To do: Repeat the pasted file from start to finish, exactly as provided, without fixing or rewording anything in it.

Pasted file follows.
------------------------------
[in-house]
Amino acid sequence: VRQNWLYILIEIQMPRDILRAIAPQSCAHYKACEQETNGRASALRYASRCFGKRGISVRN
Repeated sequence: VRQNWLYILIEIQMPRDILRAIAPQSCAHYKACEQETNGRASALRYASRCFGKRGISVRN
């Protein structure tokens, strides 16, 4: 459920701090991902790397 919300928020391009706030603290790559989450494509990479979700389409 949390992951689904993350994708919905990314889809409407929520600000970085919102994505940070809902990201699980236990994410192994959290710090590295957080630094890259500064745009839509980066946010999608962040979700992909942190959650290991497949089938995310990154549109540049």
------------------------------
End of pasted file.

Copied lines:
[in-house]
Amino acid sequence: VRQNWLYILIEIQMPRDILRAIAPQSCAHYKACEQETNGRASALRYASRCFGKRGISVRN
Repeated sequence: VRQNWLYILIEIQMPRDILRAIAPQSCAHYKACEQETNGRASALRYASRCFGKRGISVRN
């Protein structure tokens, strides 16, 4: 459920701090991902790397 919300928020391009706030603290790559989450494509990479979700389409 949390992951689904993350994708919905990314889809409407929520600000970085919102994505940070809902990201699980236990994410192994959290710090590295957080630094890259500064745009839509980066946010999608962040979700992909942190959650290991497949089938995310990154549109540049």